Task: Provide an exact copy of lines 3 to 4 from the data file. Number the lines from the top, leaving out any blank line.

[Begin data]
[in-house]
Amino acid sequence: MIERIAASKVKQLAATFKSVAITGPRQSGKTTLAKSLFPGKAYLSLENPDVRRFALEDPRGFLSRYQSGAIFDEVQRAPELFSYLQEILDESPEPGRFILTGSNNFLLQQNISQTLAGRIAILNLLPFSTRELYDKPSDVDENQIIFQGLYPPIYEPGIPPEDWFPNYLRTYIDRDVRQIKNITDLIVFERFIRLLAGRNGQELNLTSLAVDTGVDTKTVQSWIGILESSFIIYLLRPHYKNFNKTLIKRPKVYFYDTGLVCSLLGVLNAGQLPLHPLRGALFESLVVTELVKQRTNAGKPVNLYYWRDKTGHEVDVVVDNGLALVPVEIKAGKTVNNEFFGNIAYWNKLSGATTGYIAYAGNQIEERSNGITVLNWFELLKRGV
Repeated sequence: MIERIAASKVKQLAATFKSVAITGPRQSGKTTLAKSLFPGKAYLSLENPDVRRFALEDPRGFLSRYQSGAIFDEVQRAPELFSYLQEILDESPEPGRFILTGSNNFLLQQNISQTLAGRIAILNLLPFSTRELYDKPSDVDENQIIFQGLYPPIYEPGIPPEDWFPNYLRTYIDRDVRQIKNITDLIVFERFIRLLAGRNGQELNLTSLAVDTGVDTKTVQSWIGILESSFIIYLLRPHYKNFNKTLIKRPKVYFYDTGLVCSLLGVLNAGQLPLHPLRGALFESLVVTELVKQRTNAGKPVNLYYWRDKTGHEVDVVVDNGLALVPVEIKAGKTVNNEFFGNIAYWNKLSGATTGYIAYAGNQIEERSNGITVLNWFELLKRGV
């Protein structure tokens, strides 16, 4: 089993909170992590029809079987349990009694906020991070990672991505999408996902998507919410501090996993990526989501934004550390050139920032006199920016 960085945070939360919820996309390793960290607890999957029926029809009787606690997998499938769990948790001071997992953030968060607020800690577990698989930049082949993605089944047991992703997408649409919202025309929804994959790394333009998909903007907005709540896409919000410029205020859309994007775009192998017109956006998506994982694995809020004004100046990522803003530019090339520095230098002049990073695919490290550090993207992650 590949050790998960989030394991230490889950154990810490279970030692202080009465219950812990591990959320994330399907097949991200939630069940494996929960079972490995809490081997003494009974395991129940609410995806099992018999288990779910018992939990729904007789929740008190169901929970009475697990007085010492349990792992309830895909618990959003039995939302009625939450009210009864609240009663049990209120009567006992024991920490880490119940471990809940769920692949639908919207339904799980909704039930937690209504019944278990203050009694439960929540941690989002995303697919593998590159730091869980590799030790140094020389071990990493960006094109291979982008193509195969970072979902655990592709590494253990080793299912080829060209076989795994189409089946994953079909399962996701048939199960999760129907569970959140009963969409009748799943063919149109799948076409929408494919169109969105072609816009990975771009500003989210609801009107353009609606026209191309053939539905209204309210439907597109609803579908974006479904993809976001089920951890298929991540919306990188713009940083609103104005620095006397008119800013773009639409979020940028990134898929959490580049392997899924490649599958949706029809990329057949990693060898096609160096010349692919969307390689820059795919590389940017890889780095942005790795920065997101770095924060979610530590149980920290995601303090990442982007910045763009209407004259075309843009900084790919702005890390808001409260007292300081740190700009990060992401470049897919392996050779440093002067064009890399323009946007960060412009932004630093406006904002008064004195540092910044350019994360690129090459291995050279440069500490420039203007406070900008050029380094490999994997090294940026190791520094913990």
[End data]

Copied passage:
Repeated sequence: MIERIAASKVKQLAATFKSVAITGPRQSGKTTLAKSLFPGKAYLSLENPDVRRFALEDPRGFLSRYQSGAIFDEVQRAPELFSYLQEILDESPEPGRFILTGSNNFLLQQNISQTLAGRIAILNLLPFSTRELYDKPSDVDENQIIFQGLYPPIYEPGIPPEDWFPNYLRTYIDRDVRQIKNITDLIVFERFIRLLAGRNGQELNLTSLAVDTGVDTKTVQSWIGILESSFIIYLLRPHYKNFNKTLIKRPKVYFYDTGLVCSLLGVLNAGQLPLHPLRGALFESLVVTELVKQRTNAGKPVNLYYWRDKTGHEVDVVVDNGLALVPVEIKAGKTVNNEFFGNIAYWNKLSGATTGYIAYAGNQIEERSNGITVLNWFELLKRGV
């Protein structure tokens, strides 16, 4: 089993909170992590029809079987349990009694906020991070990672991505999408996902998507919410501090996993990526989501934004550390050139920032006199920016 960085945070939360919820996309390793960290607890999957029926029809009787606690997998499938769990948790001071997992953030968060607020800690577990698989930049082949993605089944047991992703997408649409919202025309929804994959790394333009998909903007907005709540896409919000410029205020859309994007775009192998017109956006998506994982694995809020004004100046990522803003530019090339520095230098002049990073695919490290550090993207992650 590949050790998960989030394991230490889950154990810490279970030692202080009465219950812990591990959320994330399907097949991200939630069940494996929960079972490995809490081997003494009974395991129940609410995806099992018999288990779910018992939990729904007789929740008190169901929970009475697990007085010492349990792992309830895909618990959003039995939302009625939450009210009864609240009663049990209120009567006992024991920490880490119940471990809940769920692949639908919207339904799980909704039930937690209504019944278990203050009694439960929540941690989002995303697919593998590159730091869980590799030790140094020389071990990493960006094109291979982008193509195969970072979902655990592709590494253990080793299912080829060209076989795994189409089946994953079909399962996701048939199960999760129907569970959140009963969409009748799943063919149109799948076409929408494919169109969105072609816009990975771009500003989210609801009107353009609606026209191309053939539905209204309210439907597109609803579908974006479904993809976001089920951890298929991540919306990188713009940083609103104005620095006397008119800013773009639409979020940028990134898929959490580049392997899924490649599958949706029809990329057949990693060898096609160096010349692919969307390689820059795919590389940017890889780095942005790795920065997101770095924060979610530590149980920290995601303090990442982007910045763009209407004259075309843009900084790919702005890390808001409260007292300081740190700009990060992401470049897919392996050779440093002067064009890399323009946007960060412009932004630093406006904002008064004195540092910044350019994360690129090459291995050279440069500490420039203007406070900008050029380094490999994997090294940026190791520094913990």